Waking up later that day was the hardest thing to do. To find her not looking back at me with her beautiful face that I searched for in the room every time I opened my eyes. I felt like I was trapped in a nightmare, it was so surreal. A few days later when I spoke to her vet, she told me that Trixie must have had a clot in her brain from the tumour that we had suspected. The rest of her results had come back and her blood results were abnormal, suggesting cancerous cells. I tried so desperately to find answers. What could I have done better, if I had only tested her a couple of days sooner, was it all my fault? She assured me that while I could've possibly regulated the seizures, in the case of a clot, there was nothing that I could do. I still wonder if I had done something different, would she still be with me? Then at times I'm reminded of the fact that she had passed away only one day before she was to start on her medications. Perhaps it was just her time to go, although I still can't grasp the fact. I've always believed she was sent to me from above. Maybe she had to go back to where she came from. We miss her everyday. I would give absolutely anything to be able to just hold her one more time. To smell her soft, gorgeous fur. Or look into her beautiful, soulful eyes. I try to remember the amazing years that she gave me. Everyday, filled with joy. I think of all the times she made me laugh hysterically, well aware of her effect on me. Her smile lives on - her warmth, her devotion to me, and her undying love. It doesn't take away all the pain I feel as my heart aches for her. But I'm so grateful that she shared her life with me. She left with dignity and grace. I'm so thankful that it was with us, at home, and in our bed where she loved to be.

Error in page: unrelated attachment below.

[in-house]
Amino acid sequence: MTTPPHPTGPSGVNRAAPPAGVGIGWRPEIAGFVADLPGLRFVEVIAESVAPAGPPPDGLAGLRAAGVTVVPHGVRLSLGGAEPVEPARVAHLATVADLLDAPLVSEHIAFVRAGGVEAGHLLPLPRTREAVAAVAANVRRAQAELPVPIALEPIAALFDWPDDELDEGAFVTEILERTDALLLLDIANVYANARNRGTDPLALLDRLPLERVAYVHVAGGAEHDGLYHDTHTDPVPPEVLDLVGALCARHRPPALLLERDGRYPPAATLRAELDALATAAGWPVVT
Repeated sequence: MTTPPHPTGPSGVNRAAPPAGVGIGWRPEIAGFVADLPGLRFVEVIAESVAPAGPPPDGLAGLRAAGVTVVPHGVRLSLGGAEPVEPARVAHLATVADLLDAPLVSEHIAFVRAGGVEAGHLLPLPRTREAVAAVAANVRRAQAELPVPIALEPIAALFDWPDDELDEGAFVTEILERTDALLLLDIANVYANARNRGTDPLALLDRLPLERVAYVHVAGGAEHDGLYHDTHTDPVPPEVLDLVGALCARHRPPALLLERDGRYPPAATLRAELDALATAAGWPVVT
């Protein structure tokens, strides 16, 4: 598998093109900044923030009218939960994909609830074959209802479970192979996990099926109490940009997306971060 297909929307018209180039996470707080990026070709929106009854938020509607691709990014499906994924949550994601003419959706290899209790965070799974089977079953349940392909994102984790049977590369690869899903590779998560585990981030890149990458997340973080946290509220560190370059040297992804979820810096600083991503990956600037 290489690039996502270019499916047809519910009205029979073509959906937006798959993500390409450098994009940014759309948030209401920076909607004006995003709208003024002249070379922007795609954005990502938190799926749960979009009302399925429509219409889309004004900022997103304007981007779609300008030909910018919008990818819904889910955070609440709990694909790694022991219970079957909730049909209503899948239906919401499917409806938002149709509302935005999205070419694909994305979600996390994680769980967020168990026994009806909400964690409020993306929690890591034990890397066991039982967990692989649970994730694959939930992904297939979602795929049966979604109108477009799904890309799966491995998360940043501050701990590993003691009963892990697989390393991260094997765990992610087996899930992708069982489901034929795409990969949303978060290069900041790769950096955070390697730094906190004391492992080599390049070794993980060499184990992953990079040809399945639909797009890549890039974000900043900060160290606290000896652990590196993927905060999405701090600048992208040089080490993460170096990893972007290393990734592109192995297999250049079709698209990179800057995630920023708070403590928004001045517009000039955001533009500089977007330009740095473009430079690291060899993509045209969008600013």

Trixie - I will always love you, you are my number one. Even while you were still here, I pictured you when I pictured Heaven. I will ache for you until the day I can see your beautiful face again. Please rest, play as you please, and feel as much joy as your heart can handle. Please visit often, and let me know you are happy. Your garden is doing so well. Thank you for all the joy you've brought me over the years. I'll never love another the way I love you. I would've done anything for you, and I still would. Until we meet again, I will love you always & forever. My Angel, my heart, my best friend. 11/20/96 - 06/24/12.

Light a candle in Trixie's memory, for a sick, abused, or special needs furbaby, or perhaps just someone who needs a prayer and a candle lit.

Trixie's Page Two